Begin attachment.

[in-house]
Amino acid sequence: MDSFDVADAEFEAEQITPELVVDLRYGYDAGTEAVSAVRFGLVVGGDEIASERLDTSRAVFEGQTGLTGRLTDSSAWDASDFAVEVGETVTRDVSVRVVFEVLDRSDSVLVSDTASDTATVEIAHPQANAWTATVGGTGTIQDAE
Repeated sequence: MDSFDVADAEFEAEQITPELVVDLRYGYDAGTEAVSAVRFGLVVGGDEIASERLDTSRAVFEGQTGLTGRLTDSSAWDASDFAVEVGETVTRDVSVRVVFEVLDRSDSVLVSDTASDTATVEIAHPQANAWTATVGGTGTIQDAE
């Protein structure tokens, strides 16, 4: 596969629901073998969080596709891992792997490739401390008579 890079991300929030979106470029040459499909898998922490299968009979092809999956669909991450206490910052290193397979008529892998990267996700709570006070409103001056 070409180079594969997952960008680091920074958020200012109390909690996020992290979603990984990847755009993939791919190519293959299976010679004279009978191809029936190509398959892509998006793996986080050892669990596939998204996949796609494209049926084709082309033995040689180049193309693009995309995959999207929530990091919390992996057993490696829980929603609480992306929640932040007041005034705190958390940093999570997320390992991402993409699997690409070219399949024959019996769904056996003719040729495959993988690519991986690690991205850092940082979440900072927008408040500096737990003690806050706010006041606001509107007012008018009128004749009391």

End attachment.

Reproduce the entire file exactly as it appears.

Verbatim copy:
[in-house]
Amino acid sequence: MDSFDVADAEFEAEQITPELVVDLRYGYDAGTEAVSAVRFGLVVGGDEIASERLDTSRAVFEGQTGLTGRLTDSSAWDASDFAVEVGETVTRDVSVRVVFEVLDRSDSVLVSDTASDTATVEIAHPQANAWTATVGGTGTIQDAE
Repeated sequence: MDSFDVADAEFEAEQITPELVVDLRYGYDAGTEAVSAVRFGLVVGGDEIASERLDTSRAVFEGQTGLTGRLTDSSAWDASDFAVEVGETVTRDVSVRVVFEVLDRSDSVLVSDTASDTATVEIAHPQANAWTATVGGTGTIQDAE
């Protein structure tokens, strides 16, 4: 596969629901073998969080596709891992792997490739401390008579 890079991300929030979106470029040459499909898998922490299968009979092809999956669909991450206490910052290193397979008529892998990267996700709570006070409103001056 070409180079594969997952960008680091920074958020200012109390909690996020992290979603990984990847755009993939791919190519293959299976010679004279009978191809029936190509398959892509998006793996986080050892669990596939998204996949796609494209049926084709082309033995040689180049193309693009995309995959999207929530990091919390992996057993490696829980929603609480992306929640932040007041005034705190958390940093999570997320390992991402993409699997690409070219399949024959019996769904056996003719040729495959993988690519991986690690991205850092940082979440900072927008408040500096737990003690806050706010006041606001509107007012008018009128004749009391």